It’s Official: Dogs Do Have Personalities

February 8, 2012 by  
Filed under Uncategorized

Note sure that researchers needed to test this hypothesis (as I would have thought it was glaringly obvious that dog’s have personalities!), but I will include an overview of the study below anyway……

The following article was written by Jennifer Viegas (15.12.03), Discovery News:

“Spot the personality (Los Alamos National Laboratory)

Confirming dog owner suspicions, a new U.S. study reveals that dogs have personalities, and that these character traits can be identified as accurately as similar personality attributes in humans.

A team led by psychologist Professor Samuel Gosling of the University of Texas at Austin, reports on the first cross-species personality study between a human and another animal in the current Journal of Personality and Social Psychology.

Dogs (Canis familiaris) were chosen for the study because of their wide availability, the fact that they safely and naturally exhibit a wide variety of behaviours, are understood well by many humans, and can travel to research sites with ease.

The dog research consisted of three studies. For the first, 78 dog owners were recruited from dog parks to evaluate both themselves and their dogs using criteria common to human personality studies: extroversion, agreeableness, neuroticism and openness. The same evaluation of dog and owner was then carried out by a different person, who happened to be familiar with the dog.

For the second study, independent observers rated owners and dogs in a field-testing enclosure. And for the final study, photographs of human and animal participants were rated by a new set of independent observers.

After the three tests, the researchers determined that the judgments made for the dog personalities were as accurate as those made for the human personalities. While there was not 100% agreement for either human or dog evaluations, the responses of owners, peers, and independent judges all followed a similar pattern of consistency, which the researchers were able to chart mathematically.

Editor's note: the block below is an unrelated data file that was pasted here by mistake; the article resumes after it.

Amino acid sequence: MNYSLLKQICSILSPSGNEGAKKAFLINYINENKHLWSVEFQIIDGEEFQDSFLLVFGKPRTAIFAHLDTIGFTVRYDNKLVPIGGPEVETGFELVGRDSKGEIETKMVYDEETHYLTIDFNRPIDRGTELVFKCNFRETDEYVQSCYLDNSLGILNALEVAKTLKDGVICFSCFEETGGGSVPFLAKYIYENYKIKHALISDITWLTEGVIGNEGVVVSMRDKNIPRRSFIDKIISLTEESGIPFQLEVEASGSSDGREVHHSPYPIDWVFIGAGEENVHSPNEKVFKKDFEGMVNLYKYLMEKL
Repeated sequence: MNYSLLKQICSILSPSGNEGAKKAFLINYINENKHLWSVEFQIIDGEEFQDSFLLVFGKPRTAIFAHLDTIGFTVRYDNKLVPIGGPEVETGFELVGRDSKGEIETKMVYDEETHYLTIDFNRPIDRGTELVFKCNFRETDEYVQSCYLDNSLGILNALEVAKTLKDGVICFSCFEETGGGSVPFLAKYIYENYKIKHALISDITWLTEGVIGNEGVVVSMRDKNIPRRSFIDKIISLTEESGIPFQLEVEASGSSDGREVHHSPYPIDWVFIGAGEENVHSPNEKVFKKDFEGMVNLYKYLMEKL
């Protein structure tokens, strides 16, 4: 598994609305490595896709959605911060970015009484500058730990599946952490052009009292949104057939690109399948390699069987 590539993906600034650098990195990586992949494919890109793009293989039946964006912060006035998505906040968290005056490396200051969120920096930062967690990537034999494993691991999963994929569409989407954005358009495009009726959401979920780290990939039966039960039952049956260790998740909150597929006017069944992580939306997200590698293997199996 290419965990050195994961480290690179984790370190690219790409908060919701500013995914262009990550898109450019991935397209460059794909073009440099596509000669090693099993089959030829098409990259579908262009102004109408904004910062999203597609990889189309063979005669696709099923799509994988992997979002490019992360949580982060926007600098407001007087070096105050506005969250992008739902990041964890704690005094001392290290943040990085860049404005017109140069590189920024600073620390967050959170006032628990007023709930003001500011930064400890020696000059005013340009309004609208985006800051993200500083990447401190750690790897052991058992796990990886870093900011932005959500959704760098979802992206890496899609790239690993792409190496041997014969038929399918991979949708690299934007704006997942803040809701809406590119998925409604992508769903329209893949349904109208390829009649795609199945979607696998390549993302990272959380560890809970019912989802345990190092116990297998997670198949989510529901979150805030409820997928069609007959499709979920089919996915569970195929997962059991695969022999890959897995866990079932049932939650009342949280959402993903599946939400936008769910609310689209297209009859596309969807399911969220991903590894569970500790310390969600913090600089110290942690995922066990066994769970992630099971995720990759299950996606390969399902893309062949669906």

The dog studies controlled for breed and appearance-based stereotypes, such as impressions based on size, sex, and age.

Gosling believes that more than half a human or non-human’s personality is inherited. The remaining percentage is formed by upbringing, events in life, and learning from chance happenings in the environment. As a result, animal studies could help to address some long-standing issues in human personality research.

“This includes such issues as understanding the social, biological, and genetic bases of personality and understanding how personality develops,” Gosling told Discovery News.

He said certain characteristics are associated with certain breeds: “So I can use these associations to make public statements to others. For example, if I want to convey a tough image, I will buy a rottweiller rather than a teacup terrier.”

Professor David Funder, chairman of the Department of Psychology at the University of California at Riverside, agrees that animals have personalities, something that “every pet owner knows”.

Funder, however, was “surprised and impressed that Gosling was able to come up with ingenious methods to demonstrate and measure animal personality”.

Psychology Professor James King, at the University of Arizona and an expert on primates, said that research on chimpanzees and orangutans appears to support Gosling’s work, which King described as “elegant and well-executed”.

King said, “Tool using, culture, and language have recently been shown to not be uniquely human. Now, we are seeing that our personality and personality dimensions are also not uniquely human, but shared with non-human primates and even dogs.”


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Yours In Great Health,

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Naturopathic Practitioner, Researcher, Lecturer, Canine Naturopath

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